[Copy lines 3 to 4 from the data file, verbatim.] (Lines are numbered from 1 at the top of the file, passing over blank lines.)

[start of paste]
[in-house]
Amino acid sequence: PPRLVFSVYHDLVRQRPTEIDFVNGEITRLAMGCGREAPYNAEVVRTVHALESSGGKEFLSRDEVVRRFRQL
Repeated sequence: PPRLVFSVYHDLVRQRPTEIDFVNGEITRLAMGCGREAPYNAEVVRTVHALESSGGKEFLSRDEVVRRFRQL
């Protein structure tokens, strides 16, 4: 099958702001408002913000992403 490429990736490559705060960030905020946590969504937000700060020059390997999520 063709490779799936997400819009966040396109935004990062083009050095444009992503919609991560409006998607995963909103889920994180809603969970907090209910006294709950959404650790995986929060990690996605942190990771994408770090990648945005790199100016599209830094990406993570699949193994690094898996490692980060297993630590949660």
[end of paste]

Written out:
Repeated sequence: PPRLVFSVYHDLVRQRPTEIDFVNGEITRLAMGCGREAPYNAEVVRTVHALESSGGKEFLSRDEVVRRFRQL
């Protein structure tokens, strides 16, 4: 099958702001408002913000992403 490429990736490559705060960030905020946590969504937000700060020059390997999520 063709490779799936997400819009966040396109935004990062083009050095444009992503919609991560409006998607995963909103889920994180809603969970907090209910006294709950959404650790995986929060990690996605942190990771994408770090990648945005790199100016599209830094990406993570699949193994690094898996490692980060297993630590949660």